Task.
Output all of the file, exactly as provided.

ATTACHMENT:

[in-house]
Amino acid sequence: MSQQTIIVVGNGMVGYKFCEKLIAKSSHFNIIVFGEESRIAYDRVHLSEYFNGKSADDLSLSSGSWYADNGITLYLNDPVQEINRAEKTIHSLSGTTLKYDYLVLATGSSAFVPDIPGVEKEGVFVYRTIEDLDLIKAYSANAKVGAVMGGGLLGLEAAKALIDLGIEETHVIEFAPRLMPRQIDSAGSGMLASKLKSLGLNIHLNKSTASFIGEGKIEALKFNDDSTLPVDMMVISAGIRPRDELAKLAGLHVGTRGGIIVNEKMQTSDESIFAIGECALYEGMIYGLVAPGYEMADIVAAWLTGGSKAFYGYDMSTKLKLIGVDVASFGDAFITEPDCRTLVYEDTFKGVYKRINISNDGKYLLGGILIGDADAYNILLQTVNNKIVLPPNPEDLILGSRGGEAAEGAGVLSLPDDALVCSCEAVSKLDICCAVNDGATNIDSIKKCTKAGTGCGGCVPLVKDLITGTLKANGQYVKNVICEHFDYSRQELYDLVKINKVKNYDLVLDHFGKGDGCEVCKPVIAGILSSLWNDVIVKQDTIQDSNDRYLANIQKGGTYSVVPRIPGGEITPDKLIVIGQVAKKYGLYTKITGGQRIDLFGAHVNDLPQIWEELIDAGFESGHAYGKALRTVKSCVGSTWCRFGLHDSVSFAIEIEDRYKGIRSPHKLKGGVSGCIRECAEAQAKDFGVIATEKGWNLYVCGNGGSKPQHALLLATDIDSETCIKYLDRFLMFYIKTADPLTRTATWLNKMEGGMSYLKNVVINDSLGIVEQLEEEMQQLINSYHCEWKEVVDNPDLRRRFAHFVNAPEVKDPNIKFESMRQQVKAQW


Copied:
[in-house]
Amino acid sequence: MSQQTIIVVGNGMVGYKFCEKLIAKSSHFNIIVFGEESRIAYDRVHLSEYFNGKSADDLSLSSGSWYADNGITLYLNDPVQEINRAEKTIHSLSGTTLKYDYLVLATGSSAFVPDIPGVEKEGVFVYRTIEDLDLIKAYSANAKVGAVMGGGLLGLEAAKALIDLGIEETHVIEFAPRLMPRQIDSAGSGMLASKLKSLGLNIHLNKSTASFIGEGKIEALKFNDDSTLPVDMMVISAGIRPRDELAKLAGLHVGTRGGIIVNEKMQTSDESIFAIGECALYEGMIYGLVAPGYEMADIVAAWLTGGSKAFYGYDMSTKLKLIGVDVASFGDAFITEPDCRTLVYEDTFKGVYKRINISNDGKYLLGGILIGDADAYNILLQTVNNKIVLPPNPEDLILGSRGGEAAEGAGVLSLPDDALVCSCEAVSKLDICCAVNDGATNIDSIKKCTKAGTGCGGCVPLVKDLITGTLKANGQYVKNVICEHFDYSRQELYDLVKINKVKNYDLVLDHFGKGDGCEVCKPVIAGILSSLWNDVIVKQDTIQDSNDRYLANIQKGGTYSVVPRIPGGEITPDKLIVIGQVAKKYGLYTKITGGQRIDLFGAHVNDLPQIWEELIDAGFESGHAYGKALRTVKSCVGSTWCRFGLHDSVSFAIEIEDRYKGIRSPHKLKGGVSGCIRECAEAQAKDFGVIATEKGWNLYVCGNGGSKPQHALLLATDIDSETCIKYLDRFLMFYIKTADPLTRTATWLNKMEGGMSYLKNVVINDSLGIVEQLEEEMQQLINSYHCEWKEVVDNPDLRRRFAHFVNAPEVKDPNIKFESMRQQVKAQW